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  • Entertainment

MOVIE: Welcome to the very odd world of Marwen

Wednesday, 2nd January, 2019 7:00pm
MOVIE: Welcome to the very odd world of Marwen
MOVIE: Welcome to the very odd world of Marwen

Paul O’Rourke

EVERYONE loves Robert Zemeckis. The writer/producer behind such films as ‘Back to the Future’, ‘Forrest Gump’ and ‘Polar Express’, certainly has an keen eye for what the public want. 

But at 66, he’s nearing retirement age, and as we get older, sometimes our sight can lose a little sharpness. 

With his new venture ‘Welcome to Marwen’, Zemeckis tackles the real life story of Mark Hogancamp, the subject of 2010’s critically acclaimed documentary, ‘Marwencol’. 

Hogancamp (played here by Steve Carell) suffered a savage attack in 2000 when a group of thugs objected to his cross-dressing and beat him into a coma and within an inch of his life. During his recovery, it became clear that Hogancamp had lost all memory of his previous existence, and so he sets about creating a new one in the form of a miniature World War II town in his back garden, a place he can play, photograph and let his imagination run free. 

The people in real life become characters in this fantasy world, the gang who beat him up become Nazi soldiers and Hogancamp himself becomes the hero.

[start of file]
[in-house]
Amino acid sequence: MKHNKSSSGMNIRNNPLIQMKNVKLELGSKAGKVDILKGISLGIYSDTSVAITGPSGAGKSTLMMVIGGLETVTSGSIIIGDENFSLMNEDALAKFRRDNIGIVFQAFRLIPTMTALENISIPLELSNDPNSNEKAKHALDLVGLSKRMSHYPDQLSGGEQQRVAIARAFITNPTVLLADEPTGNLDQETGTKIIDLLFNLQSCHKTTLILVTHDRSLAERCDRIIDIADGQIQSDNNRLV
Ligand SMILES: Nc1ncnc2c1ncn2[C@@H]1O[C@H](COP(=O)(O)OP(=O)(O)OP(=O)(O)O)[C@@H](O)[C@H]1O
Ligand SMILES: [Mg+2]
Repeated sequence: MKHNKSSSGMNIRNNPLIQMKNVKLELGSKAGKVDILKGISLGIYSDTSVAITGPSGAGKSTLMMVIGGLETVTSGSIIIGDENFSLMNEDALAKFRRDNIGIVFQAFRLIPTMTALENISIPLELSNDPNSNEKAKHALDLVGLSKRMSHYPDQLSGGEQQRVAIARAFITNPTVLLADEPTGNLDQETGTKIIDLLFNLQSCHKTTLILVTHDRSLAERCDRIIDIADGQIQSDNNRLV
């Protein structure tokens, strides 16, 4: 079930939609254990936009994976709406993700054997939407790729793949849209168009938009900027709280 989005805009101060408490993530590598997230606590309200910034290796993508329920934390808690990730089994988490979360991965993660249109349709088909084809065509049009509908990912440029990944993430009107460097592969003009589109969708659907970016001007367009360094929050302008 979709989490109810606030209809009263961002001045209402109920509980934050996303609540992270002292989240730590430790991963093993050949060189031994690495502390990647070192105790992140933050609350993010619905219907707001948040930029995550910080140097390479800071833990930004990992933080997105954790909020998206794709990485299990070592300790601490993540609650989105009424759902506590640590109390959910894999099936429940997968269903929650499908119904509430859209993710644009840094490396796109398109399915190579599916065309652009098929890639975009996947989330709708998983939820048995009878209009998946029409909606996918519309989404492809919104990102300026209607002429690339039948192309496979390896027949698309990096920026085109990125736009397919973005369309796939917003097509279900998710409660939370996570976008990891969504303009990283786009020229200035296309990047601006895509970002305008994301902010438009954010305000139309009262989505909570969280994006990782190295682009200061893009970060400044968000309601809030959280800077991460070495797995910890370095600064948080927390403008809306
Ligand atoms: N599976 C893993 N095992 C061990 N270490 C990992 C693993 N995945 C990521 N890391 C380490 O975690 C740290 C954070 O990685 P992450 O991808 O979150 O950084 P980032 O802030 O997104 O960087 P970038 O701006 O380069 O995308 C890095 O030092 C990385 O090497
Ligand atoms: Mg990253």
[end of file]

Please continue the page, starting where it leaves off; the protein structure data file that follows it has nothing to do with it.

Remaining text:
It’s a nice idea for a story that sounds charming, sweet and fantastical, three words that constantly recur when talking about Zemeckis films. So as a project, it should have worked really well, but for some reason, it falls short.

Carell is back to his doll collecting pursuits from ‘The 40 Year-Old Virgin’ and is perfectly fine in the lead roll, as is Leslie Mann as the focus of Hogancamp’s love interest, Nicol. 

Zemeckis makes some nods to his previous work, with a heavy reference to ‘Back to the Future’ in the closing sequence and a poster that’s reminiscent of Hanks on a bench in ‘Forrest Gump’. 

But overall, this film fails to make the audience sympathise with the lead character sufficiently for us to care about his fate, the only real threat and stakes are inside Hogancamp’s head, and there isn’t enough comedy to lighten the mood. We award it a review score of 2.5 odd stars.


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